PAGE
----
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Dapr supports "service invocation" out of the box, allowing you to easily make requests to another microservice, addressing it by name, without needing to know the IP address. So for example, simply by making a request to my Dapr sidecar on localhost port 3500, I can direct a request through to the "catalog" microservice like this, and let Dapr work out where it is:

http://localhost:3500/v1.0/invoke/catalog/method/products

When you're running Dapr in "self-hosted" mode, it uses mDNS as the name resolution service, and if you're running on Kubernetes, then it makes use of the Kubernetes DNS service.

mDNS problems

Unfortunately, there has been a long-standing issue that certain VPN or networking software commonly found on corporate developer machines can interfere with the mDNS name resolution. Some people have been able to work around this by temporarily disabling their VPN or networking software.

However, on one of my development environments it has not been possible to work around the issue, and as of Dapr v1.8 the only alternative is to switch to using Consul for name resolution.

This is especially unfortunate for those new to Dapr as this results in a poor initial experience where the basic quickstart demos don't work at all, and it is non-trivial to set up Consul. I'm hopeful that Dapr will resolve this by offering a simple alternative to mDNS for local development scenarios.

Using Consul for name resolution

Although there are some basic instructions to configure Consul, I found they were not sufficient to get it working on my machine.

In the rest of this post, I'll run through the steps I took to get round the mDNS issue by configuring Dapr to use Consul for name resolution.

Running Consul locally with Docker

First of all we need to start the Consul container locally with the following command:

docker run -d -p 8500:8500 --name=dev-consul -e CONSUL_BIND_INTERFACE=eth0 consul

n.b. I happen to be using Rancher Desktop, but doubt the command would need to change if you're using something different such as Docker Desktop

The important thing is making sure that port 8500 is accessible. If not the Dapr Consul name resolution component will fail to initialize and you'll get crashes in your Dapr process with null reference exceptions in Dapr sidecar (I'm hoping that they'll fix that and make it handle the error more gracefully in the future).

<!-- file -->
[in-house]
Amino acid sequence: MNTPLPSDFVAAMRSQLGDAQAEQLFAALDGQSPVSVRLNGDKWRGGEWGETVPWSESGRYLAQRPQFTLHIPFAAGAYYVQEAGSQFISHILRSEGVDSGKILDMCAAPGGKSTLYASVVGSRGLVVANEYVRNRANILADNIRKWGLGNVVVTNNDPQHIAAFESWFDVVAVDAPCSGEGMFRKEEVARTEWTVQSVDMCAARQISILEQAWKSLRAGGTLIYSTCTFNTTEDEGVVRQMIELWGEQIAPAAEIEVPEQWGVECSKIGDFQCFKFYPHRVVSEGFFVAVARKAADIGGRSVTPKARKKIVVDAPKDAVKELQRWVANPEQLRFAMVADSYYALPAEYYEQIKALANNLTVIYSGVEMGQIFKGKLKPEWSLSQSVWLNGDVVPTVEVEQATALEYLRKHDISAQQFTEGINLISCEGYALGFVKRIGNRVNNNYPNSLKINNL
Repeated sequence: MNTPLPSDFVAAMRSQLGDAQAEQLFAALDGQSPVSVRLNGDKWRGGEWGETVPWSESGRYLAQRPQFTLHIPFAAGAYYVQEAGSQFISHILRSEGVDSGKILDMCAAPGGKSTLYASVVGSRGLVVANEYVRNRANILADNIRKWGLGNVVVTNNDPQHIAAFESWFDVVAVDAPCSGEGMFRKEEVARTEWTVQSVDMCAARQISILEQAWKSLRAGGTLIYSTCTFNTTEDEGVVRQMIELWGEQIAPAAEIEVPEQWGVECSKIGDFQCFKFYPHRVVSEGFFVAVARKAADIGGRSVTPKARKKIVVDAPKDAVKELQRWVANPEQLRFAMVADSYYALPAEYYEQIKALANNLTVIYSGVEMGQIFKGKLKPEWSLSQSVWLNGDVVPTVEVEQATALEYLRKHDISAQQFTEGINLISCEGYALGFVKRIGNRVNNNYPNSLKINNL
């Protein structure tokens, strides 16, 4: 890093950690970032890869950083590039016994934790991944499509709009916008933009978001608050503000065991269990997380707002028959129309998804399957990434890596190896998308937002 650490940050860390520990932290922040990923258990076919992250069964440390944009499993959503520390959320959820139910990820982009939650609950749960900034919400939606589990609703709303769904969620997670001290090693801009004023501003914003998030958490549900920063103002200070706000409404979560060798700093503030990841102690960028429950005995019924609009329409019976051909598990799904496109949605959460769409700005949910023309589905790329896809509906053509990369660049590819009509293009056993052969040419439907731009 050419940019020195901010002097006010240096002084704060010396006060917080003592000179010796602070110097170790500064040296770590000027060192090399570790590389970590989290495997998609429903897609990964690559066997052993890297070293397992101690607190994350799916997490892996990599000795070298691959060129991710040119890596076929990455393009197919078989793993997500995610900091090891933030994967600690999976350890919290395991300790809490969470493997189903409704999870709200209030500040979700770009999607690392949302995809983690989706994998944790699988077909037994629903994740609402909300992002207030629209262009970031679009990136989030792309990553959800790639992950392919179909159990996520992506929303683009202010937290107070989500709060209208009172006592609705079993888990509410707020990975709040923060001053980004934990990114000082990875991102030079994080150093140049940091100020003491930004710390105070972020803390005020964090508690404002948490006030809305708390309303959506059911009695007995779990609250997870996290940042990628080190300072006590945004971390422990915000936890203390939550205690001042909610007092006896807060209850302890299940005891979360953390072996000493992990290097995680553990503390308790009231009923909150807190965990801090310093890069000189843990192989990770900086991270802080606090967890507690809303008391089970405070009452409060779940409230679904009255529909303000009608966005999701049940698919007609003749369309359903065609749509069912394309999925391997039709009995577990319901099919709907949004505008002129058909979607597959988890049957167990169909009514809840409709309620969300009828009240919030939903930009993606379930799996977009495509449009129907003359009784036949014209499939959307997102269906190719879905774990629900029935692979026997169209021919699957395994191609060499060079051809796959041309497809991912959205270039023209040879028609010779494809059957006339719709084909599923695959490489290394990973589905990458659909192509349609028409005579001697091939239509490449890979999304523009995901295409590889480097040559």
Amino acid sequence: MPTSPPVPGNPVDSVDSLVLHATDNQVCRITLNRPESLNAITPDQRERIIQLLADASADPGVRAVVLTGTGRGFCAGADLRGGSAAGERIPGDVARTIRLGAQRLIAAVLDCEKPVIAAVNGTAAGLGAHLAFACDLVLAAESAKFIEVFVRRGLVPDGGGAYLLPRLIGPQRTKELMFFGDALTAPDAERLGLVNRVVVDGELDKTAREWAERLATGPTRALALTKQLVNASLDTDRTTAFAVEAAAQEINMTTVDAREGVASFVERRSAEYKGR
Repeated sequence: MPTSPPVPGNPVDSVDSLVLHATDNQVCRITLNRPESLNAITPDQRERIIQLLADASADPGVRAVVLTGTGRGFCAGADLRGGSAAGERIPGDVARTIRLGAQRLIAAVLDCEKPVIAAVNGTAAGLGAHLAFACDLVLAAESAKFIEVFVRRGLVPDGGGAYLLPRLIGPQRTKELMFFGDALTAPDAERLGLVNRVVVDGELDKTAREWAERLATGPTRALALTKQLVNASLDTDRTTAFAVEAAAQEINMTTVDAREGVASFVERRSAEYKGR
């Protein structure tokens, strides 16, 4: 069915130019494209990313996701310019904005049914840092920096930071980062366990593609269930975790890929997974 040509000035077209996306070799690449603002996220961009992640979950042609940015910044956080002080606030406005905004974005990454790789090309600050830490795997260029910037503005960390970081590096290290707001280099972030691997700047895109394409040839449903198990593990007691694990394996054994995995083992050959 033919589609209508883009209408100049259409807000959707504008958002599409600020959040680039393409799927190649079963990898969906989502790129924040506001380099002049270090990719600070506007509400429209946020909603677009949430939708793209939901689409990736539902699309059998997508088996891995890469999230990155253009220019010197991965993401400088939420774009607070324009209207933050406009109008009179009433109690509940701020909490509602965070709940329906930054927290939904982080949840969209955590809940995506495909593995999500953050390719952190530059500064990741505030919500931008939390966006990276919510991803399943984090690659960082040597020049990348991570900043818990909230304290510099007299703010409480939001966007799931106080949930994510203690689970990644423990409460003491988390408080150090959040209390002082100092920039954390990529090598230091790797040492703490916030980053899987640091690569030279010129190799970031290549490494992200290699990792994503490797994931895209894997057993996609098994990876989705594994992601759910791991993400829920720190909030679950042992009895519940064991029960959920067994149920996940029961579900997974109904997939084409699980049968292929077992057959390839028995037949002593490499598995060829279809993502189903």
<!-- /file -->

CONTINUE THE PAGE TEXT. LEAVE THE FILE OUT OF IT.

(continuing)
You can check that Consul is running successfully locally by visiting http://127.0.0.1/8500

Create a configuration file

By default, when you run locally, Dapr uses your global config file which is found in %USERPROFILE%\.dapr\config.yaml

You could of course change set up Consul globally for your machine, but I chose to create my own daprConfig.yaml file specific to my application. The contents I used are the same as the default config.yaml file, but with the extra nameResolution section. Note that it's very important to include selfRegister: true - this was missing from some of the guides I read, but it won't work without it.

apiVersion: dapr.io/v1alpha1
kind: Configuration
metadata:
  name: daprConfig
spec:
  nameResolution:
    component: "consul"
    configuration:
      selfRegister: true
  tracing:
    samplingRate: "1"
    zipkin:
      endpointAddress: http://localhost:9411/api/v2/spans

Create a Consul component definition file

Now create a consul.yaml file in your local components folder with the following contents. I wasn't sure what I was supposed to put for datacenter but it seems that dc1 is the default value for Consul so I recommend leaving it as is:

apiVersion: dapr.io/v1alpha1
kind: Component
metadata:
  name: consul
  namespace: default
spec:
  type: state.consul
  version: v1
  metadata:
  - name: datacenter
    value: dc1 # Required. Example: dc1
  - name: httpAddr
    value: 127.0.0.1:8500 # Required. Example: "consul.default.svc.cluster.local:8500"

Pass correct arguments to dapr run

Now when you call dapr run for each microservice, it needs to point to the updated config and components folder, with the --config and --components-path arguments. Here's an example PowerShell script I used for my GloboTicket Dapr demo application:

dapr run `
    --app-id frontend `
    --app-port 5266 `
    --dapr-http-port 3500 `
    --components-path ../dapr/components `
    --config ../dapr/components/daprConfig.yaml `
    dotnet run

Check its working

Now all that remains is to start all your services. Hopefully it will be obvious that it's working because you can make service to service invocations.

You can also test by directly making a network request to a Dapr sidecar, passing in the target application name (in this example "catalog") and method (in this example "products")

curl http://127.0.0.1:3500/v1.0/invoke/catalog/method/event

You can also use the Dapr CLI to try it out with the dapr invoke command, again passing in the application and method names. You can also pass in the HTTP verb if it's not the default of POST.

dapr invoke -a catalog -m event -v GET

Finally, you can use the Consul UI to check that each service has correctly registered itself by visiting http://127.0.0.1/8500. Here's what it looks like for my GloboTicket Dapr sample app:

Consul Service List

Summary

In an ideal world, you wouldn't need to change the name resolution component in Dapr from its default, but it's nice that you can, and it's a helpful workaround until the mDNS issue is finally resolved.

If you'd like to take a look at a version of my app that uses this approach, you can look here on the "consul" branch.

Want to get up learn more about how Dapr can greatly simplify the task of building microservices? Be sure to check out my Pluralsight course, Dapr 1 Fundamentals.